Formula (I) is approximate. Maximum and minimum water concentrations from about 5 wt % above, to about 5 wt % below, the concentration predicted by formula (I) may be suitable for use in the present invention. For example, for EVOH with 30 mole % ethylene content, formula (I) predicts acceptable solvent with water in the range of 35-60 wt %. Suitable minimum and maximum water concentrations may be in the ranges of about 30-40 wt % and about 55-65 wt %, respectively. Other factors which can influence the solvent concentration are molecular weight and degree of saponification of the EVOH. To the extent that the foregoing predictive formula is approximate, an ordinary skilled practitioner should be able to determine a proper solvent concentration with only little experimentation.
The order of adding ingredients to the solution is not important. In order to assure the concentration of the solvent, it is preferred to mix the water and THF first then add the EVOH to the liquid mixture. The solution is typically prepared by heating and agitating the ingredients for sufficient time to cause the EVOH to dissolve in the solvent. Duration of heating and extent of agitation will depend on such factors as the operating temperature, concentration of EVOH in solution and form of the EVOH copolymer. EVOH is typically available in form of pellets having maximum dimension of about 3-6 mm. It can be supplied in sheet and slab form which should preferably be comminuted to smaller particles to facilitate dissolving. Waste EVOH film can be recovered for solution coating according to this invention and should be shredded or ground to dissolve more quickly. Typically, the solution ingredients are heated and maintained at an elevated temperature, preferably the solution boiling point, in an agitated vessel until the copolymer has dissolved. Evaporated solvent is condensed and refluxed. If a lower temperature is employed, dissolving will take longer. Preferably, the ingredients should be heated to a temperature of at least 60° C. and, more preferably, to a temperature of at least 65° C. The atmospheric boiling points of THF/water solutions of this invention are about 67° C. It is possible to increase the rate of solution by further elevating the temperature. This could be accomplished, for example, by dissolving in a closed system under pressure. The solution should not be heated to such a high temperature that the EVOH thermally degrades. Ordinarily, dissolution should be fast enough for industrial purpose if the dissolution temperature does not exceed 100° C.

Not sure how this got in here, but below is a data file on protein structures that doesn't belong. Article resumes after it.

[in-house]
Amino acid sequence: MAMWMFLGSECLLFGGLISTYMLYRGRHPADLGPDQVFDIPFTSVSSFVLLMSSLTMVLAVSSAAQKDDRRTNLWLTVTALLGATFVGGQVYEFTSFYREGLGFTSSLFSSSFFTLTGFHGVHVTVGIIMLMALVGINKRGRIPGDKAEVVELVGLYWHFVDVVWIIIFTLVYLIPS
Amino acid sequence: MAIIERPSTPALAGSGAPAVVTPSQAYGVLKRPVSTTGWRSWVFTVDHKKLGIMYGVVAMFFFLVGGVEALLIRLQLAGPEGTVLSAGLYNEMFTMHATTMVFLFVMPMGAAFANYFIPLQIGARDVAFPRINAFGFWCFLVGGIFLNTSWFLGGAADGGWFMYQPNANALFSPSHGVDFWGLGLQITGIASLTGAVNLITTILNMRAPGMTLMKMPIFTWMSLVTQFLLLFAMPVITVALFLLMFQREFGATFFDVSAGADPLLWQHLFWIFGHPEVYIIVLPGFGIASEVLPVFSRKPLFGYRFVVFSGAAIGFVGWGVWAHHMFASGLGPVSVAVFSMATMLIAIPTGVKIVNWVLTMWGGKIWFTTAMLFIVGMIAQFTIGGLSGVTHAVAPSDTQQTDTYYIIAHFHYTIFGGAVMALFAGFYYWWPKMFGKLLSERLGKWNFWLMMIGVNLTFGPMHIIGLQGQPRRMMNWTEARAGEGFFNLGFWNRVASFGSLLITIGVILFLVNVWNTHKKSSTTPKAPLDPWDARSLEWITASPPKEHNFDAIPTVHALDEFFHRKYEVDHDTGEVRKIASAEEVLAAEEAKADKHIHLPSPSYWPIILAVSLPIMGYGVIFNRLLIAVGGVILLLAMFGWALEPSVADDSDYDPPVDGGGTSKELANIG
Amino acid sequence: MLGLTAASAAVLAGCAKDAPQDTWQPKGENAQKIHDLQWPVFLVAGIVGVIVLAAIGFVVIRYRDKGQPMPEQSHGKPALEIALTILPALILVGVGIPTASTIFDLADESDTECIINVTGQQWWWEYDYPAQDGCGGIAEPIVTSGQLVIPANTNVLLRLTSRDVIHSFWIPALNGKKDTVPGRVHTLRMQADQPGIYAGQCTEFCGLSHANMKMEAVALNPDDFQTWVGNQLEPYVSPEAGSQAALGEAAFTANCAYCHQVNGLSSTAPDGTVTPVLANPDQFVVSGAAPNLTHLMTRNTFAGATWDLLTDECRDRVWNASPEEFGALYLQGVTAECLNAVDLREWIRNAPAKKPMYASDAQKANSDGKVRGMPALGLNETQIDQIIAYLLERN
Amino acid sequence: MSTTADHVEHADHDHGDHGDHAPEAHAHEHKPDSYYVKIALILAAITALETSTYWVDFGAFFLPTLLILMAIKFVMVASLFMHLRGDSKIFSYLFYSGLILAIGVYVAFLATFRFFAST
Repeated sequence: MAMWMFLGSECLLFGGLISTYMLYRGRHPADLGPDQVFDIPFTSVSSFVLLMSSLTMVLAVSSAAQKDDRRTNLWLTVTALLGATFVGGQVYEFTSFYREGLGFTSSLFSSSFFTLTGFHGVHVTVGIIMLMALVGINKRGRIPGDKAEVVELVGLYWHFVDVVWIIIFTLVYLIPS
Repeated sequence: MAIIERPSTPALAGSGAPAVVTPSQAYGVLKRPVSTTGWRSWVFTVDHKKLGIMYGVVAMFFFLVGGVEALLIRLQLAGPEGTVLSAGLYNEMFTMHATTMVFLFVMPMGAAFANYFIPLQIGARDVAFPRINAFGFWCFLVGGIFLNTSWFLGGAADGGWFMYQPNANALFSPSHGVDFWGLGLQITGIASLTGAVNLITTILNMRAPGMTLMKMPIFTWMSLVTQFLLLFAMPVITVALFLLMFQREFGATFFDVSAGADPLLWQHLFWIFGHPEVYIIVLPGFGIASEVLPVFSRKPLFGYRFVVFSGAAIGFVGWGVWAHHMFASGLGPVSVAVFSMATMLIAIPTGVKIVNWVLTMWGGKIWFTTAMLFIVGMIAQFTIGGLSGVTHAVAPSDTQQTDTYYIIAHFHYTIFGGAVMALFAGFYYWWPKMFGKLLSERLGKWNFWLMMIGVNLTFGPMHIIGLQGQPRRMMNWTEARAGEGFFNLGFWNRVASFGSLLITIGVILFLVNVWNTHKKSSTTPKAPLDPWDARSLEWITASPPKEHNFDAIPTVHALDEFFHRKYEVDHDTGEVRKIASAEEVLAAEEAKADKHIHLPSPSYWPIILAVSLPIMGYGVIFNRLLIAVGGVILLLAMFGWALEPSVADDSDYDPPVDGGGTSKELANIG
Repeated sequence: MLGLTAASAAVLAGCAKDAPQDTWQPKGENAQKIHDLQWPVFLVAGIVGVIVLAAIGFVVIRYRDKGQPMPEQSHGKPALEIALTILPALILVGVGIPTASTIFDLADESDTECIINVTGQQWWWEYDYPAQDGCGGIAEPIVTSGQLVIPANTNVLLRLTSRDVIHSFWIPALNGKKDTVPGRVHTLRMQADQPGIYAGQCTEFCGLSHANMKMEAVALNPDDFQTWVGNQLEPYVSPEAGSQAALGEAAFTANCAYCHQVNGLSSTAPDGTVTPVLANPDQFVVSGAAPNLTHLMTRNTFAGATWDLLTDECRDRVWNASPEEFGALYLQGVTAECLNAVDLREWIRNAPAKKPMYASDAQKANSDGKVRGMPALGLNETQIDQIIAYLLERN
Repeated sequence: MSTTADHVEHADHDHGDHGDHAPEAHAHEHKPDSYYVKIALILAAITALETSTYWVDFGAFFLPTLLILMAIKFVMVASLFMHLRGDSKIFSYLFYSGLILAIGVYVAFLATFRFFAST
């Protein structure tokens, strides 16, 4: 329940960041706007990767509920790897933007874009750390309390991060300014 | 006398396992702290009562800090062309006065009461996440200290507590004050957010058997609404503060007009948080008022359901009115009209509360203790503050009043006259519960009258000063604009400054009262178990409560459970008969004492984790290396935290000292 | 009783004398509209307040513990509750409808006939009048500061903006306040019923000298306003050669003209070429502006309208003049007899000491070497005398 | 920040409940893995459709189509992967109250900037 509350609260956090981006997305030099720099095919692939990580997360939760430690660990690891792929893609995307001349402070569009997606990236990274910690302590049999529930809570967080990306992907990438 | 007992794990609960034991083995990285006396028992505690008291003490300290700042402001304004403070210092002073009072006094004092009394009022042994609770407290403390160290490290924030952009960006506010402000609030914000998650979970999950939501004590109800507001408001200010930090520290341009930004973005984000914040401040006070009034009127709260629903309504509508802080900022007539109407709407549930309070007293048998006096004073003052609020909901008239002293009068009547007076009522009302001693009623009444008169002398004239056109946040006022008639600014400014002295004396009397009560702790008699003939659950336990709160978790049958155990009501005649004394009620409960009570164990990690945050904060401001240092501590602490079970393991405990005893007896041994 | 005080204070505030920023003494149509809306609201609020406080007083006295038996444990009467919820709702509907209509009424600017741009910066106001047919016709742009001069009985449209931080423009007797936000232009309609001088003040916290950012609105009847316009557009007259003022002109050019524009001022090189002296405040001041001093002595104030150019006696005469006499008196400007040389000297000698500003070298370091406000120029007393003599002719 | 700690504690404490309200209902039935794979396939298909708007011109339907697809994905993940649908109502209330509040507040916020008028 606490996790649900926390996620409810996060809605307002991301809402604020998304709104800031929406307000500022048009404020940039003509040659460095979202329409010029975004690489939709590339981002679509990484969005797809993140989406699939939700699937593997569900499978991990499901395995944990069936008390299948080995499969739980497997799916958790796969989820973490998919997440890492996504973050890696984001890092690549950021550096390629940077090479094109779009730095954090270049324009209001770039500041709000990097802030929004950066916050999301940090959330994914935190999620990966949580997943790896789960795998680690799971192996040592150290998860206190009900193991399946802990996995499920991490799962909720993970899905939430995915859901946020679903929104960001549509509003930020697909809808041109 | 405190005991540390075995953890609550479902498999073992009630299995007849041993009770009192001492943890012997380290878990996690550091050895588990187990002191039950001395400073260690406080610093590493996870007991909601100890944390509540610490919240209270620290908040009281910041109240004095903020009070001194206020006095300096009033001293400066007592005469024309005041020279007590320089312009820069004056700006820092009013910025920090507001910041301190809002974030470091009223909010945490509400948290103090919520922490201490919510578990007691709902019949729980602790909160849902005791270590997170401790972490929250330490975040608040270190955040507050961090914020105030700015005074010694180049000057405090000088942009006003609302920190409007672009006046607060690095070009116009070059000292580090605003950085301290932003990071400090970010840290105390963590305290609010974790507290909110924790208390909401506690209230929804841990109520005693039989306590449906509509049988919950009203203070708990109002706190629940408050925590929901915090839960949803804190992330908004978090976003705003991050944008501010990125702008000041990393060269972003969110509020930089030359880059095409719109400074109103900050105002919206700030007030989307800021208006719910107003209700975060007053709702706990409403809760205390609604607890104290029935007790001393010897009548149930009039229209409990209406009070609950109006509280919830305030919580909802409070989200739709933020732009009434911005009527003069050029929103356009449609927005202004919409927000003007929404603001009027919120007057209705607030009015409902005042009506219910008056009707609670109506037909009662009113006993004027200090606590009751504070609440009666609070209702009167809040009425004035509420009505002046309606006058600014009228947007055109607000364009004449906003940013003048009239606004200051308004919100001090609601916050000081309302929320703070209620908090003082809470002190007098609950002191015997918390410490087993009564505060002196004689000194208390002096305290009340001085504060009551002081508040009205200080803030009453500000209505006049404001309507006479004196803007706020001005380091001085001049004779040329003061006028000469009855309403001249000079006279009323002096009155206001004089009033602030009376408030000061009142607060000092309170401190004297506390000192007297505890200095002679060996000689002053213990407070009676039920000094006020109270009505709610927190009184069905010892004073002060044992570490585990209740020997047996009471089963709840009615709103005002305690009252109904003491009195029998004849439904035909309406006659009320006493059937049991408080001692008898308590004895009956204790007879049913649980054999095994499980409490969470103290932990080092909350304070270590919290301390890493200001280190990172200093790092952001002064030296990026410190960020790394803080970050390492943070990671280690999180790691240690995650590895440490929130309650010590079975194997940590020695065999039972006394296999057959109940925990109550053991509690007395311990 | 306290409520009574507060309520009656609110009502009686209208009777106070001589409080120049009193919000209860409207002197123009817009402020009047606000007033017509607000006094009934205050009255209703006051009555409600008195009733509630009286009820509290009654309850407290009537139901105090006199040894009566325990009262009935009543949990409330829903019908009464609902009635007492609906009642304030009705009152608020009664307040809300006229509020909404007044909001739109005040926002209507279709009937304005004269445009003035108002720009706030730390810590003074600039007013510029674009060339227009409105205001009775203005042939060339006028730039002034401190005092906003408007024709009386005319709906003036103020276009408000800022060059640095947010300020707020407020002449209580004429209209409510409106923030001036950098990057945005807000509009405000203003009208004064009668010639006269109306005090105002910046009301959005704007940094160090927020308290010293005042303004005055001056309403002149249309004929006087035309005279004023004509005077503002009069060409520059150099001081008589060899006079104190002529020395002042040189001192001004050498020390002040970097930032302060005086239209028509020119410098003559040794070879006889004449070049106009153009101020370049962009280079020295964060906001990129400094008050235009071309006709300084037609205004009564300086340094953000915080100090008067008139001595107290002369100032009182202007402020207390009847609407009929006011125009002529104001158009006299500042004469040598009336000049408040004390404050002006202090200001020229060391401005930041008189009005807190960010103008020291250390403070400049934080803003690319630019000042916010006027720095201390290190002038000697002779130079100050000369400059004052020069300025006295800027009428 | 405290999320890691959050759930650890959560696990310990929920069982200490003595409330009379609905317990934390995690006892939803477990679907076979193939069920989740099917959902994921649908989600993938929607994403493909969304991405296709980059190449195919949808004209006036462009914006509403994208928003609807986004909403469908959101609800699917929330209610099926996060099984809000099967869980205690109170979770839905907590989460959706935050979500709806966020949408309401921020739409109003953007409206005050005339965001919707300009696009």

The coating solutions of the present invention preferably contain about 8 to about 14 wt % EVOH, and more preferably about 8 to about 12 wt % EVOH. Generally, higher EVOH concentrations produce higher solution viscosities at given temperature and EVOH molecular weight. Consequently, EVOH concentrations higher than about 20 wt % are usually too viscous for application by conventional solution coating equipment and processes. Solutions having less than about 7 wt % EVOH are commercially unattractive because of the cost of excess solvent; the equipment needed to recover excess solvent; and the tendency to produce excessively hazy and blistered coatings when large volumes of solvent are removed too quickly from wet coatings at commercially preferred drying rates.